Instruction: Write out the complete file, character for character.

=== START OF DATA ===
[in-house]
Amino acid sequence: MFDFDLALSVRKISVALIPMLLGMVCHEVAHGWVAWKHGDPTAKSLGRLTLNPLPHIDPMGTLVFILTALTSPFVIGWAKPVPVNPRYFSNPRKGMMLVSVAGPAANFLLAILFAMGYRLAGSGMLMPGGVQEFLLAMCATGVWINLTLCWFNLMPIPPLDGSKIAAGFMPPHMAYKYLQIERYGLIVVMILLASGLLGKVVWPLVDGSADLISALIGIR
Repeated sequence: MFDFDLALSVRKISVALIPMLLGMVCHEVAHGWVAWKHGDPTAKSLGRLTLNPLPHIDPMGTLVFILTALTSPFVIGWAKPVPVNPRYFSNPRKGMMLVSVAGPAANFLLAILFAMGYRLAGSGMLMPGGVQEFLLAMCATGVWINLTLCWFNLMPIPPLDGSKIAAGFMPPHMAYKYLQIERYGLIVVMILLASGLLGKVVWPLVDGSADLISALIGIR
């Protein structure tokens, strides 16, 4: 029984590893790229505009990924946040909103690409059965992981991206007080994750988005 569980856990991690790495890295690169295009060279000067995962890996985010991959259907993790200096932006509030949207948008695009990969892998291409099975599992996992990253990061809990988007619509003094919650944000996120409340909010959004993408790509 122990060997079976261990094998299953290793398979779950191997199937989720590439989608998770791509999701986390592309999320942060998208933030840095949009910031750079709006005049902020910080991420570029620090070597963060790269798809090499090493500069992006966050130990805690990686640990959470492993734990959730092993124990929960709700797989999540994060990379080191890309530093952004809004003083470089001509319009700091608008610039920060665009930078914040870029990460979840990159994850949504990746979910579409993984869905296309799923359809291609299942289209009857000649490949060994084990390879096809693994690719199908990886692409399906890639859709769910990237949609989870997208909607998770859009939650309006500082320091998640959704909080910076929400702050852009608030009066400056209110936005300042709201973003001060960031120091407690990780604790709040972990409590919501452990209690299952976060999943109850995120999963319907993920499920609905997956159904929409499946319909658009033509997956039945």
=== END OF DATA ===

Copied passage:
[in-house]
Amino acid sequence: MFDFDLALSVRKISVALIPMLLGMVCHEVAHGWVAWKHGDPTAKSLGRLTLNPLPHIDPMGTLVFILTALTSPFVIGWAKPVPVNPRYFSNPRKGMMLVSVAGPAANFLLAILFAMGYRLAGSGMLMPGGVQEFLLAMCATGVWINLTLCWFNLMPIPPLDGSKIAAGFMPPHMAYKYLQIERYGLIVVMILLASGLLGKVVWPLVDGSADLISALIGIR
Repeated sequence: MFDFDLALSVRKISVALIPMLLGMVCHEVAHGWVAWKHGDPTAKSLGRLTLNPLPHIDPMGTLVFILTALTSPFVIGWAKPVPVNPRYFSNPRKGMMLVSVAGPAANFLLAILFAMGYRLAGSGMLMPGGVQEFLLAMCATGVWINLTLCWFNLMPIPPLDGSKIAAGFMPPHMAYKYLQIERYGLIVVMILLASGLLGKVVWPLVDGSADLISALIGIR
């Protein structure tokens, strides 16, 4: 029984590893790229505009990924946040909103690409059965992981991206007080994750988005 569980856990991690790495890295690169295009060279000067995962890996985010991959259907993790200096932006509030949207948008695009990969892998291409099975599992996992990253990061809990988007619509003094919650944000996120409340909010959004993408790509 122990060997079976261990094998299953290793398979779950191997199937989720590439989608998770791509999701986390592309999320942060998208933030840095949009910031750079709006005049902020910080991420570029620090070597963060790269798809090499090493500069992006966050130990805690990686640990959470492993734990959730092993124990929960709700797989999540994060990379080191890309530093952004809004003083470089001509319009700091608008610039920060665009930078914040870029990460979840990159994850949504990746979910579409993984869905296309799923359809291609299942289209009857000649490949060994084990390879096809693994690719199908990886692409399906890639859709769910990237949609989870997208909607998770859009939650309006500082320091998640959704909080910076929400702050852009608030009066400056209110936005300042709201973003001060960031120091407690990780604790709040972990409590919501452990209690299952976060999943109850995120999963319907993920499920609905997956159904929409499946319909658009033509997956039945």